At this point, it is useful to show how to create an HTML document and render it into a Web page, so that you can use the knowledge in trying out the examples presented in this book. How to create a Web page varies according to the type of tool used. Tools are generally categorized under text editors, HTML editors, WYSIWYG (What You See Is What You Get) HTML editors, and Web content management systems. When using text editors or plain HTML editors, HTML code needs to be typed or pasted into the editor. HTML editors typically color code elements, attributes, and values differently in order to distinguish between them and make the reading of a document easier. In a WYSIWYG HTML editor, you can type in code, in which case, the editor immediately renders the code to show the design, or you can enter content directly, as in a word processor, in which case, the editor automatically creates the corresponding code.
Web content management systems (WCMSs) are like more elaborate versions of WYSIWYG HTML editor. They typically do not require you to enter HTML code to create a Web page; this is done behind the scene by the system. The author usually needs to select one of the available page design templates, complete various forms, import contents onto pages, and specify parameters. Editors that behave in a similar way as a word processor are also usually provided to enter and style text, add links, and insert images. The codes produced by the systems can, of course, also be edited. WCMSs are suitable for wide range of Web applications, including blogs, forums, web stores, photo galleries, and wiki, and commonly used ones include WordPress, Drupal, and Joomla. The tools are available for all major platforms, such as Windows, MAC OS, and Linux, and there are free ones. Here, only how to create a page by using a text editor is discussed.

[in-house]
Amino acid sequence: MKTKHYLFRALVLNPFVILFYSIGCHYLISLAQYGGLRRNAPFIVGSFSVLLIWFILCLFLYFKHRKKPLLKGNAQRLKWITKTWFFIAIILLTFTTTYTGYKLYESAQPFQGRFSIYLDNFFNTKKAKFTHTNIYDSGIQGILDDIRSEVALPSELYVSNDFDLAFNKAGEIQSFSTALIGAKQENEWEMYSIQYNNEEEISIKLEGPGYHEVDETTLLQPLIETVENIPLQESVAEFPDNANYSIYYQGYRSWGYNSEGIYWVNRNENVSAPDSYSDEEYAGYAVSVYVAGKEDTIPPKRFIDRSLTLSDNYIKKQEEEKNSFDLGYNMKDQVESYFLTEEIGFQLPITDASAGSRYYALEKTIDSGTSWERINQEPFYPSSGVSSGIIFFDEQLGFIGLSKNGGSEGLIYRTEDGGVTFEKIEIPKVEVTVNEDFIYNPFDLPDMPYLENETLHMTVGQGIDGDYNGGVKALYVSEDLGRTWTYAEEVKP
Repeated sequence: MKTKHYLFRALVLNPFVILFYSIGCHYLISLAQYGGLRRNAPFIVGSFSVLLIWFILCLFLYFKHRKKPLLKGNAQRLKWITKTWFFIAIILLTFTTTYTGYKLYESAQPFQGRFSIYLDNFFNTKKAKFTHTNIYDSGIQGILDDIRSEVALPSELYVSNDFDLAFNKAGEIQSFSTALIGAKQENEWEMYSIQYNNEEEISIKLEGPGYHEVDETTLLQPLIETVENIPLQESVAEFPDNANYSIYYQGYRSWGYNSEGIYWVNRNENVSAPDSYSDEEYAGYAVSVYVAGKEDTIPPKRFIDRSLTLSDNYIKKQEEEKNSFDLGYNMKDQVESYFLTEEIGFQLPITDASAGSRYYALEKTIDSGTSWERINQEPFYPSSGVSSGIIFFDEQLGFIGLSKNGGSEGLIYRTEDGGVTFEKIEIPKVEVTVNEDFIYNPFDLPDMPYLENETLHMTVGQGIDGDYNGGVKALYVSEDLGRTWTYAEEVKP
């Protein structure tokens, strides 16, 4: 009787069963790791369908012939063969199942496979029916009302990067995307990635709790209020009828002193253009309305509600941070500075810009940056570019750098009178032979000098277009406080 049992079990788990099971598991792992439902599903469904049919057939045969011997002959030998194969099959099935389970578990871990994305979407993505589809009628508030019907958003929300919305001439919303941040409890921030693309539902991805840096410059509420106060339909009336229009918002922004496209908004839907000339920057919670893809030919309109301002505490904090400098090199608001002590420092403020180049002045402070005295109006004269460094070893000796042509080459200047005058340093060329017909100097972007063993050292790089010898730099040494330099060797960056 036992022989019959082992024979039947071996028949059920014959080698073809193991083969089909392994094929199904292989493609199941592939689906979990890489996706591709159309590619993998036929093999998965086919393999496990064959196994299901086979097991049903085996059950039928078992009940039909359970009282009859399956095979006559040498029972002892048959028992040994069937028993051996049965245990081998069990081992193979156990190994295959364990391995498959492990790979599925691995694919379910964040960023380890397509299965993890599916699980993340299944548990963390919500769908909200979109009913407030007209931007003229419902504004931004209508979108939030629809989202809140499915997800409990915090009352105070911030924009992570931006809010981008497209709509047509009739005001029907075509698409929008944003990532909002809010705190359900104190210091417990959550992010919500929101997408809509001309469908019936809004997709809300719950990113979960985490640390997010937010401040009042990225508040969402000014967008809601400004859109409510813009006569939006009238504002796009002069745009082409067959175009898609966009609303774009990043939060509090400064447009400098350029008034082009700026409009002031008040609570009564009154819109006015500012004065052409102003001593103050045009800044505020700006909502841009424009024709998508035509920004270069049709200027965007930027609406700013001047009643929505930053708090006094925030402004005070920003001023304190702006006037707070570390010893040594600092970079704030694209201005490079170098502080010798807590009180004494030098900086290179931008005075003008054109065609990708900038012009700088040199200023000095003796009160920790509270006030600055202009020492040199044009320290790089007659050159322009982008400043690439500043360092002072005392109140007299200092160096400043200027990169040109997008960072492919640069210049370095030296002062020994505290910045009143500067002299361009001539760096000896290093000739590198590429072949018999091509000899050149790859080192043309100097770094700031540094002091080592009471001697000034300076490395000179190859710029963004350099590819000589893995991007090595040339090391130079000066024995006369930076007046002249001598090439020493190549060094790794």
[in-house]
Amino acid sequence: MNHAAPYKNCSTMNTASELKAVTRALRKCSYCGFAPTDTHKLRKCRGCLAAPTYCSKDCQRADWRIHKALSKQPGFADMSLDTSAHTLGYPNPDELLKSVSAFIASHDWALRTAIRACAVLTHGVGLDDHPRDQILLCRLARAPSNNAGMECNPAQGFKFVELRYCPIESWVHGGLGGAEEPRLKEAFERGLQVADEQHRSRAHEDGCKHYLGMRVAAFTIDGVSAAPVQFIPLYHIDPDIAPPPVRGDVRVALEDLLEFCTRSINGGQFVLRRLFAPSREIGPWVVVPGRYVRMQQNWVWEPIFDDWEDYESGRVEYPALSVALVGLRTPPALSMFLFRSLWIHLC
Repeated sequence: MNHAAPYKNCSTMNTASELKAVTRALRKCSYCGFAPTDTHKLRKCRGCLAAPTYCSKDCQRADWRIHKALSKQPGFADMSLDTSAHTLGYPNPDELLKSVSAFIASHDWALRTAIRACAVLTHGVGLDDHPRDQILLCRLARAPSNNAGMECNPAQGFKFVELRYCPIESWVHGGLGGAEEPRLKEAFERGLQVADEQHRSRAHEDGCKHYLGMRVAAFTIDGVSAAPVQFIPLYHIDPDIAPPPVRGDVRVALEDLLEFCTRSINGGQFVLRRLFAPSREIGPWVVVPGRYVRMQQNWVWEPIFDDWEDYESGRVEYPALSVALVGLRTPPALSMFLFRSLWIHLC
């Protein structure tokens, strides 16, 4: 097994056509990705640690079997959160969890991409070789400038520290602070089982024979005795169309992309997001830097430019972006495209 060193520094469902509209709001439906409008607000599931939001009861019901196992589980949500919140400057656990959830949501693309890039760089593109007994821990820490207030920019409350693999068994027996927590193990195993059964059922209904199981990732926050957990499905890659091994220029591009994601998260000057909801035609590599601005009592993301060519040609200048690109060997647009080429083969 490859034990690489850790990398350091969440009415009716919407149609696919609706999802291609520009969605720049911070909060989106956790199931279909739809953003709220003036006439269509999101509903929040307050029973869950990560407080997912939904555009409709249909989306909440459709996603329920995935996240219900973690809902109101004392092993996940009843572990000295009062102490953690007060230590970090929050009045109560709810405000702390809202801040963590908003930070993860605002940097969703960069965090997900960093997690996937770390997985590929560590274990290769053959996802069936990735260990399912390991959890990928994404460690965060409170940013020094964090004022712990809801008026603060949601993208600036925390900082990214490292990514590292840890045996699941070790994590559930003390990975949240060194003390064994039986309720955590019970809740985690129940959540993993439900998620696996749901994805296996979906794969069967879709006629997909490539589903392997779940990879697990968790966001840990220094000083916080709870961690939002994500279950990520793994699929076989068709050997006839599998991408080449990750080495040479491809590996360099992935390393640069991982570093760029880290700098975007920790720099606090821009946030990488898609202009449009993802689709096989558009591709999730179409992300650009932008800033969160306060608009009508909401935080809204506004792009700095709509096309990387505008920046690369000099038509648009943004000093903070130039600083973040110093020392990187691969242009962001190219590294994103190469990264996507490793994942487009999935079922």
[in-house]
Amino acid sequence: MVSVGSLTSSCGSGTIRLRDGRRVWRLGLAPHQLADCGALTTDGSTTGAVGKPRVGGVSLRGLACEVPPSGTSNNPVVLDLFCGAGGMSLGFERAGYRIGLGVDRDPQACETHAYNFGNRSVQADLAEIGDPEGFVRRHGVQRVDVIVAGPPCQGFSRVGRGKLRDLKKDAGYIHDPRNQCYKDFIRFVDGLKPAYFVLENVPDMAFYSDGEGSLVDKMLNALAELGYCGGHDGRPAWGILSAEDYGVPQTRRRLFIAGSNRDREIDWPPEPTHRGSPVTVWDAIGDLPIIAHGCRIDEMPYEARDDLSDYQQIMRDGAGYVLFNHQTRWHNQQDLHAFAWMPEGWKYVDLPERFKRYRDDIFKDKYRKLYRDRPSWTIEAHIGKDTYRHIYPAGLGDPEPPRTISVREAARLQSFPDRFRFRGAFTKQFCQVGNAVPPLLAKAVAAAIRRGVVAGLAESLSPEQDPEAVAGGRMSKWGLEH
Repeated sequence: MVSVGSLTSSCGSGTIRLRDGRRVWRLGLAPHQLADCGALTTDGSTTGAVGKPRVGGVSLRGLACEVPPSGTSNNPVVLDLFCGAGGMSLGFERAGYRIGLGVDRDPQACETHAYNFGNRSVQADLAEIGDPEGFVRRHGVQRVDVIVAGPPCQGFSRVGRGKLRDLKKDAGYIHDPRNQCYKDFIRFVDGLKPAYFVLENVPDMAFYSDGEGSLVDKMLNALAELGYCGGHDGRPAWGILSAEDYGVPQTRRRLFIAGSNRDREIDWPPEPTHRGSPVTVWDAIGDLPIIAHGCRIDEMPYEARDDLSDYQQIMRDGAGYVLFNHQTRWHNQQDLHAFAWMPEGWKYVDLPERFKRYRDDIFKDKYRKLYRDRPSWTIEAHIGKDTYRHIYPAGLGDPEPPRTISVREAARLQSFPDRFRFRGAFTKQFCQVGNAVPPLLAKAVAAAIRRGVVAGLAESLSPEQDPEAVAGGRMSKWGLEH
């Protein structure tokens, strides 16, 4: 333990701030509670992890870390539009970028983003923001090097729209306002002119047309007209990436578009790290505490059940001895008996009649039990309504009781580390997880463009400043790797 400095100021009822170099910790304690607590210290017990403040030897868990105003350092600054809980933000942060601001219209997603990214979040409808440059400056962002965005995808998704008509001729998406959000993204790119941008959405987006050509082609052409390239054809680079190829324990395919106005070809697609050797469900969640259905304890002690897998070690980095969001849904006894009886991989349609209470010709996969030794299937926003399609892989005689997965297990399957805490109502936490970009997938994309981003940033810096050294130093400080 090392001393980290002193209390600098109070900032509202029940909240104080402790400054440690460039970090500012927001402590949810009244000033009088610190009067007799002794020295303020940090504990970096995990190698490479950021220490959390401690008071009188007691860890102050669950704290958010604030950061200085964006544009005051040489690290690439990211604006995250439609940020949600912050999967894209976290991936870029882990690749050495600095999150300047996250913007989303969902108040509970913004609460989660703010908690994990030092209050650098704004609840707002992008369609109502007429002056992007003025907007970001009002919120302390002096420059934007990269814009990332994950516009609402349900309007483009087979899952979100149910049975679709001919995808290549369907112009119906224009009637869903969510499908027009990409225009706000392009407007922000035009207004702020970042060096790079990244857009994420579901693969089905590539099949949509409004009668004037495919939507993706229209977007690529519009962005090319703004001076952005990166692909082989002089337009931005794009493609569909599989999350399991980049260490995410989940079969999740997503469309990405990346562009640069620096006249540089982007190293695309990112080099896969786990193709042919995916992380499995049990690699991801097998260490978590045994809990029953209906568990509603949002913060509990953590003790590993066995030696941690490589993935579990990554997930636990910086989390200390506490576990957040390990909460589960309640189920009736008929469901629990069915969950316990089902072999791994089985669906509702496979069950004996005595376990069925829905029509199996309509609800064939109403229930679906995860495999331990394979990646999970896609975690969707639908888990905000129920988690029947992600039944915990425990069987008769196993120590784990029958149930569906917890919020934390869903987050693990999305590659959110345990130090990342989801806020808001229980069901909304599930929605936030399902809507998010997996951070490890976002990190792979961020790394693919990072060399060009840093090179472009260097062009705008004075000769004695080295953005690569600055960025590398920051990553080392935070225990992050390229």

Whatever the computer platform (PC, Mac, or Linux), the steps followed to create a Web page with a text editor are generally the same:
- You open the editor and type the HTML code in it. Different computer platforms have their own native text editor. For example, Windows has Notepad and MAC has TextEdit. There are also various free text editors on the Web. How a text editor is opened depends on the relevant operating system, but it usually can be opened in the same way as any other application.
- Once HTML code is typed or pasted into the editor, you save it with .html extension in the desire folder. Therefore, assuming that the name of the file is “index,” the name typed in the dialog for saving would be “index.html.” In windows, it may also be necessary to select All Files from the Save as type drop-down menu in the dialog to prevent .txt from being appended to the end of the specified file name. It is useful to note that HTML editors are used in the same way.
- Once the HTML file is saved, it can be opened as a Web page in a Web browser in various ways. One is by right-clicking it and choosing the preferred browser from the context menu; another is by going to the File menu of the browser, selecting Open, navigating to the file in the Open window, selecting it, and clicking the Open button.
Source: Sklar David (2016), HTML: A Gentle Introduction to the Web’s Most Popular Language, O’Reilly Media; 1st edition.